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My Internship Experience and Learning to Say 'No'



Having an internship on my CV was something that I thought was a necessity, so I was really excited when my application was accepted for a small start up design company last year (I won't be naming names for privacy reasons). I was going to learn so many new skills and have an amazing and professional body of work to show potential future clients.


Unfortunately, this was not the case, and after getting over half way through the three months and finally going to my tutors for advice, they were really shocked at the situation I had ended up in. I had signed over the copyright to all my work that I'd created for the company, and I wasn't allowed to share it on my social media - which is why you've never seen it. On top of that I wasn't being paid, aside from the promise of transport refunds which I never actually received. I was working almost entirely from home and receiving calls and text messages anywhere from 7am to 12pm. What had started as a really exciting opportunity had slowly turned into a huge source of stress for me, which was affecting my sleep and even my school work.


My tutors' and friends' reactions validated these feelings, and in the end I learned a lesson which was more valuable than anything I expected to get from the experience. I learned to understand and appreciate the value of my work, to notice when others don't, and I found the confidence to walk away when I no longer agreed with the way I was being treated. I don't want to say that all internships are bad, in fact I know lots of people for whom their internship was extremely valuable and a launch pad for their success, however there are definitely some boundaries that I strongly recommend you think about, if you're considering taking an internship or even if you're currently in the middle of one.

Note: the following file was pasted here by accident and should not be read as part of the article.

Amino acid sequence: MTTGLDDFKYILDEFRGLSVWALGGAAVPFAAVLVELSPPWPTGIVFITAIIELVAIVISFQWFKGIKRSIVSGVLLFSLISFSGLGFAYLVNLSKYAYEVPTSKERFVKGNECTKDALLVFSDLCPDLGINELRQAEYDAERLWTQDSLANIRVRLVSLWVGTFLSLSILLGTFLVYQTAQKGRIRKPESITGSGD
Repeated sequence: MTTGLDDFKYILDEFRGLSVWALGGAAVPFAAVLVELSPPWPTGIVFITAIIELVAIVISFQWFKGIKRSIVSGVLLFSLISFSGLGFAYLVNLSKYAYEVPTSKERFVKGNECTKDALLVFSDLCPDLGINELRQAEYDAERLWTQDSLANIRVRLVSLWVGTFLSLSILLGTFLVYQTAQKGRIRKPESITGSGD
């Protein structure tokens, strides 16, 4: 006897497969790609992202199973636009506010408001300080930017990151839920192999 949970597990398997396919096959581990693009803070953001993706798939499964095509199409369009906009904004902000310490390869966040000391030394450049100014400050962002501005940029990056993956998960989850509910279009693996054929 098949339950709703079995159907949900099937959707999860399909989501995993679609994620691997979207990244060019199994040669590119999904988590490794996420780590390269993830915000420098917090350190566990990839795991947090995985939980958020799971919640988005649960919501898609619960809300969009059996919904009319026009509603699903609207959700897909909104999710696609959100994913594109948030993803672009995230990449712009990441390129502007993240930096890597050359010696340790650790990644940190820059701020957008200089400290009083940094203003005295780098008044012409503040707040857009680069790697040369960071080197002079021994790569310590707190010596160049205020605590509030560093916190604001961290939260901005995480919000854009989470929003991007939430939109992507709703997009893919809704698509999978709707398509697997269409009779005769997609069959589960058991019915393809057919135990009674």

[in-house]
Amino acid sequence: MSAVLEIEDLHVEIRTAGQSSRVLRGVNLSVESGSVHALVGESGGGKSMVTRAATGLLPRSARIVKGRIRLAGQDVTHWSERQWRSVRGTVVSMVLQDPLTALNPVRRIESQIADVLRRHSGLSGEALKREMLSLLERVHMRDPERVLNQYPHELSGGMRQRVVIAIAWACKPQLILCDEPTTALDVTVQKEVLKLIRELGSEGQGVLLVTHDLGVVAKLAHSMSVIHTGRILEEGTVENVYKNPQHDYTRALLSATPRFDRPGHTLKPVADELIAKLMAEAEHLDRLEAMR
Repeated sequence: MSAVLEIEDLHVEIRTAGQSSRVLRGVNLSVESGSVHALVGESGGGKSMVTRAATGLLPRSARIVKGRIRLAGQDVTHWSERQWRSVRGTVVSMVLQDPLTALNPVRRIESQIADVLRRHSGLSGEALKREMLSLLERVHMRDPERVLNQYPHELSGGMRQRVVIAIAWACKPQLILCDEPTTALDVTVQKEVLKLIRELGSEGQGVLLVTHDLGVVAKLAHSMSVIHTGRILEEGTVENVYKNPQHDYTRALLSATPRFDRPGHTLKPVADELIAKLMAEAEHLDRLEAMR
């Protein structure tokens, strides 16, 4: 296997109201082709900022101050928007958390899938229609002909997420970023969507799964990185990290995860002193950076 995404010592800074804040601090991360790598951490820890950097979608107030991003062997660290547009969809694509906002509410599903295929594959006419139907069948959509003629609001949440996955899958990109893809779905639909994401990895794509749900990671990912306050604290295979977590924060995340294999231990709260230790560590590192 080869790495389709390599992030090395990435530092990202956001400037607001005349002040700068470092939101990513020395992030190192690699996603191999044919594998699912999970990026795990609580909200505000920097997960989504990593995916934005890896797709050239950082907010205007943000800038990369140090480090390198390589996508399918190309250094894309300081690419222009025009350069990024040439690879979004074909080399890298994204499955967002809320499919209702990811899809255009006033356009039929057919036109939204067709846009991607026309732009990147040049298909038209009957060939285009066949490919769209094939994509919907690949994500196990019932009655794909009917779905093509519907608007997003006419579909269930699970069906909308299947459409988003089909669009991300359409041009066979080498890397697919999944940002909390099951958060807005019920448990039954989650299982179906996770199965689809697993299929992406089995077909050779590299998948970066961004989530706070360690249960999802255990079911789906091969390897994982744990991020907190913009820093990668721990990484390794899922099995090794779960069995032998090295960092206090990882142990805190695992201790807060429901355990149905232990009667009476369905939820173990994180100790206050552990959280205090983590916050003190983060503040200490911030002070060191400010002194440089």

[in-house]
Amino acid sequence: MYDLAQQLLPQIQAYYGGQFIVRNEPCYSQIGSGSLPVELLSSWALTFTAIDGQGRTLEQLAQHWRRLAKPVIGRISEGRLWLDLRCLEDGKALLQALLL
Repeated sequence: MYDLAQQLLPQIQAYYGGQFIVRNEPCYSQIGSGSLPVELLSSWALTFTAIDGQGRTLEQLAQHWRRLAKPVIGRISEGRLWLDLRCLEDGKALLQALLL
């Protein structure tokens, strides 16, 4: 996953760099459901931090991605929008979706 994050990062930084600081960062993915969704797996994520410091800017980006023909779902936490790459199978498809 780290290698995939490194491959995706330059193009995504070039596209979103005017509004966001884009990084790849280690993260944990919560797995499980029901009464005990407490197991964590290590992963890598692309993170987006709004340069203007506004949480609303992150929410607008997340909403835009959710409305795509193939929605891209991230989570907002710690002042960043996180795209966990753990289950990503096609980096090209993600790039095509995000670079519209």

- Are you being fairly paid for your work?

- Do you get to keep copyrights to your artwork after the project is completed? (If not, then you should be paid for this right).

- Are you actually learning anything new? You should be able to justify your time spent at the company.

- Does your boss respect work/life boundaries?


As an aspiring illustrator, internships can be valuable, however they are not worth it if you have to sacrifice your health, money or wellbeing. And please - don't be afraid to say 'no' if you feel that you're being taken advantage of.





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